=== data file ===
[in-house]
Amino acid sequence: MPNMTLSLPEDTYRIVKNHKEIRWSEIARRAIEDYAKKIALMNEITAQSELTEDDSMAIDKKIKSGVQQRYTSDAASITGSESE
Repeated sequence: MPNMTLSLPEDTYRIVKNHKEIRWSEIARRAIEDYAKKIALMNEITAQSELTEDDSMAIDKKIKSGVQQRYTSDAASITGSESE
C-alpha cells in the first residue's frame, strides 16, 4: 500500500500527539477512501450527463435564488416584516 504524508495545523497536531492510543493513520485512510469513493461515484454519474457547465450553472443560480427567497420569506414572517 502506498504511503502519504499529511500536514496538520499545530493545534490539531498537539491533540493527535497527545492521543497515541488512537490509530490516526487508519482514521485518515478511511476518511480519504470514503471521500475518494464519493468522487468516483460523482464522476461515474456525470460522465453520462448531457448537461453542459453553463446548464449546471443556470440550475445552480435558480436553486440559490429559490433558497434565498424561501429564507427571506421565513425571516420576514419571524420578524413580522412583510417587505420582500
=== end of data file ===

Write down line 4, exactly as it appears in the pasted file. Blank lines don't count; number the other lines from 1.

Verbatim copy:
C-alpha cells in the first residue's frame, strides 16, 4: 500500500500527539477512501450527463435564488416584516 504524508495545523497536531492510543493513520485512510469513493461515484454519474457547465450553472443560480427567497420569506414572517 502506498504511503502519504499529511500536514496538520499545530493545534490539531498537539491533540493527535497527545492521543497515541488512537490509530490516526487508519482514521485518515478511511476518511480519504470514503471521500475518494464519493468522487468516483460523482464522476461515474456525470460522465453520462448531457448537461453542459453553463446548464449546471443556470440550475445552480435558480436553486440559490429559490433558497434565498424561501429564507427571506421565513425571516420576514419571524420578524413580522412583510417587505420582500